qr1.insert(lift(TestEntity("foo", 1, 18L, Some(123)))).returning(r => Return(r.i, r.s, r.o))
  }
  Return(1, "foo", Some(123)) mustBe inserted
}
What can go wrong?
[info] - Insert with returning with multiple columns *** FAILED ***
[info]   com.microsoft.sqlserver.jdbc.SQLServerException: A result set was generated for update.
[info]   at com.microsoft.sqlserver.jdbc.SQLServerException.makeFromDriverError(SQLServerException.java:227)
[info]   at com.microsoft.sqlserver.jdbc.SQLServerPreparedStatement.doExecutePreparedStatement(SQLServerPreparedStatement.java:592)
[info]   at com.microsoft.sqlserver.jdbc.SQLServerPreparedStatement$PrepStmtExecCmd.doExecute(SQLServerPreparedStatement.java:508)
[info]   at com.microsoft.sqlserver.jdbc.TDSCommand.execute(IOBuffer.java:7233)
[info]   at com.microsoft.sqlserver.jdbc.SQLServerConnection.executeCommand(SQLServerConnection.java:2869)
[info]   at com.microsoft.sqlserver.jdbc.SQLServerStatement.executeCommand(SQLServerStatement.java:243)
[info]   at com.microsoft.sqlserver.jdbc.SQLServerStatement.executeStatement(SQLServerStatement.java:218)
[info]   at com.microsoft.sqlserver.jdbc.SQLServerPreparedStatement.executeUpdate(SQLServerPreparedStatement.java:461)
[info]   at com.zaxxer.hikari.pool.ProxyPreparedStatement.executeUpdate(ProxyPreparedStatement.java:61)
[info]   at com.zaxxer.hikari.pool.HikariProxyPreparedStatement.executeUpdate(HikariProxyPreparedStatement.java)
This is an interesting error, which actually happens in 
ProductJdbcSpec
 as well. Luckily, it has been reported in the issue:
Also note that SQL Server requires 
prep.executeQuery()
 instead of a combination of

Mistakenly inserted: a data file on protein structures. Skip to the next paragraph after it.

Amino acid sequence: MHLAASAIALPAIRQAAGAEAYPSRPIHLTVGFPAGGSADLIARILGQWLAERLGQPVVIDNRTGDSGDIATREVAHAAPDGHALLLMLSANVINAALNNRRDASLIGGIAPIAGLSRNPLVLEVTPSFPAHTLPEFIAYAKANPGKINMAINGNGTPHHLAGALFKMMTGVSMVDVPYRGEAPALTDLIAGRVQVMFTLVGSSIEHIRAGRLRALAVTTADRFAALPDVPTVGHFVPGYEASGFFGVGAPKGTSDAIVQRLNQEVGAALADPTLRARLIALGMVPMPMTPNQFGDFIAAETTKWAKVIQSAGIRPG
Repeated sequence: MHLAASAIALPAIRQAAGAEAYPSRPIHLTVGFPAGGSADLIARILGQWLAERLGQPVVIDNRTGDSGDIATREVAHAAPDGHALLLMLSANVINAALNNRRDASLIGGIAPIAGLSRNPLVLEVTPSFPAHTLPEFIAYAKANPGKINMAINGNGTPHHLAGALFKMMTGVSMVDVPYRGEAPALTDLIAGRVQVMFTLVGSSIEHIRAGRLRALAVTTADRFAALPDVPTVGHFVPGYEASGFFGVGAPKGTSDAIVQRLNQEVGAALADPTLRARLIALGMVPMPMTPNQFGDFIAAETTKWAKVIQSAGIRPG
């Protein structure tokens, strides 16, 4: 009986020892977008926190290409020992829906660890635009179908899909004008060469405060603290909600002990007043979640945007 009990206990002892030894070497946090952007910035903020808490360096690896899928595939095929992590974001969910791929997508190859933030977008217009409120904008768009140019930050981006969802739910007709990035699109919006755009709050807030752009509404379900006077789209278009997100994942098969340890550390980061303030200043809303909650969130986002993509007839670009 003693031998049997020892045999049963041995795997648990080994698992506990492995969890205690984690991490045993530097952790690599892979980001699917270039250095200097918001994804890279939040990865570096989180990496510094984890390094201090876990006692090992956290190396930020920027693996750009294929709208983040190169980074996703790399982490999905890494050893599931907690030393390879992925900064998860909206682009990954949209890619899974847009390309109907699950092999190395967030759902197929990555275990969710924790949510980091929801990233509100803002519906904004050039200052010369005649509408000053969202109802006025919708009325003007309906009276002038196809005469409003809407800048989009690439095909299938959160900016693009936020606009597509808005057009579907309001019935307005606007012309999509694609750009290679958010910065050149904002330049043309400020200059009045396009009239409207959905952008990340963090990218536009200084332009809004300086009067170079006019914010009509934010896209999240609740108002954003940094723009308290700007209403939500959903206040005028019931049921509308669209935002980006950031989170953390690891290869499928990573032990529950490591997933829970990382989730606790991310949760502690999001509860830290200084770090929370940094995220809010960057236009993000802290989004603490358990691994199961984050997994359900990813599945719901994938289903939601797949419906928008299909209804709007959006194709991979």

preparedStatement.executeUpdate()
 and 
preparedStatement.getGeneratedKeys()
Good to know. 
JdbcContextBase
 is the responsible for handling jdbc connections. According to the description above, the method we are looking for is 
executeActionReturning
:
def executeActionReturning[O](sql: String, prepare: Prepare = identityPrepare, extractor: Extractor[O], returningBehavior: ReturnAction): Result[O] =
  withConnectionWrapped { conn =>
    val (params, ps) = prepare(prepareWithReturning(sql, conn, returningBehavior))
    logger.logQuery(sql, params)
    ps.executeUpdate()
    handleSingleResult(extractResult(ps.getGeneratedKeys, extractor))
  }
SqlServerJdbcContextBase
 extends 
JdbcContextBase
, defining 
SQLServerDialect
 as 
idiom
:
trait SqlServerJdbcContextBase[N <: NamingStrategy] extends JdbcContextBase[SQLServerDialect, N]
  with BooleanObjectEncoding
  with UUIDStringEncoding {

  val idiom = SQLServerDialect
}
SQL Server demands an exceptional behaviour regarding 
preparedStatement
, so we need to override 
executeActionReturning
:
trait SqlServerJdbcContextBase[N <: NamingStrategy] extends JdbcContextBase[SQLServerDialect, N]
  with BooleanObjectEncoding
  with UUIDStringEncoding {

  val idiom = SQLServerDialect

  override def executeActionReturning[O](sql: String, prepare: Prepare = identityPrepare, extractor: Extractor[O], returningBehavior: ReturnAction): Result[O] =
    withConnectionWrapped { conn =>
      val (params, ps) = prepare(prepareWithReturning(sql, conn, returningBehavior))
      logger.logQuery(sql, params)
      handleSingleResult(extractResult(ps.executeQuery, extractor))
    }
}
Obviously we have to add more tests to SQLServerDialectSpec, but this post is already long enough to paste those tests here. With that we finish our contribution to Quill.
That was fun, maybe you should be the pilot next time! Let me know when we should have the next session in the comments!